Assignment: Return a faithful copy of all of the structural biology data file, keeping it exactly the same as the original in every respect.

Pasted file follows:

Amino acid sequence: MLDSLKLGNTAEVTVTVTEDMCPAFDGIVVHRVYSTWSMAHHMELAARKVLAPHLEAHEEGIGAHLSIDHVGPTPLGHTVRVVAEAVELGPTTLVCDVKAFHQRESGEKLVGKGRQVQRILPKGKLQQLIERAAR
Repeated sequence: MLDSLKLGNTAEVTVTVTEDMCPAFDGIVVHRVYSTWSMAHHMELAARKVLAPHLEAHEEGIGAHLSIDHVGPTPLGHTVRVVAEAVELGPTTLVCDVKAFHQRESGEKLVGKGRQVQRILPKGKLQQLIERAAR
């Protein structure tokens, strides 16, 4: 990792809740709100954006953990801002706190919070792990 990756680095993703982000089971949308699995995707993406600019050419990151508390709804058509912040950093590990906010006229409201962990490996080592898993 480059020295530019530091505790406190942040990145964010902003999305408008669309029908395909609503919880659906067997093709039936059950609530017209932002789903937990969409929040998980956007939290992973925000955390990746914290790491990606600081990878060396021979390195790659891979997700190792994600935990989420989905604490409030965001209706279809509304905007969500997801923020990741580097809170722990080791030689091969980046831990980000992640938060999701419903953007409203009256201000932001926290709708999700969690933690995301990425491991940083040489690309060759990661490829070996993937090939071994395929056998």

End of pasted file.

Amino acid sequence: MLDSLKLGNTAEVTVTVTEDMCPAFDGIVVHRVYSTWSMAHHMELAARKVLAPHLEAHEEGIGAHLSIDHVGPTPLGHTVRVVAEAVELGPTTLVCDVKAFHQRESGEKLVGKGRQVQRILPKGKLQQLIERAAR
Repeated sequence: MLDSLKLGNTAEVTVTVTEDMCPAFDGIVVHRVYSTWSMAHHMELAARKVLAPHLEAHEEGIGAHLSIDHVGPTPLGHTVRVVAEAVELGPTTLVCDVKAFHQRESGEKLVGKGRQVQRILPKGKLQQLIERAAR
């Protein structure tokens, strides 16, 4: 990792809740709100954006953990801002706190919070792990 990756680095993703982000089971949308699995995707993406600019050419990151508390709804058509912040950093590990906010006229409201962990490996080592898993 480059020295530019530091505790406190942040990145964010902003999305408008669309029908395909609503919880659906067997093709039936059950609530017209932002789903937990969409929040998980956007939290992973925000955390990746914290790491990606600081990878060396021979390195790659891979997700190792994600935990989420989905604490409030965001209706279809509304905007969500997801923020990741580097809170722990080791030689091969980046831990980000992640938060999701419903953007409203009256201000932001926290709708999700969690933690995301990425491991940083040489690309060759990661490829070996993937090939071994395929056998």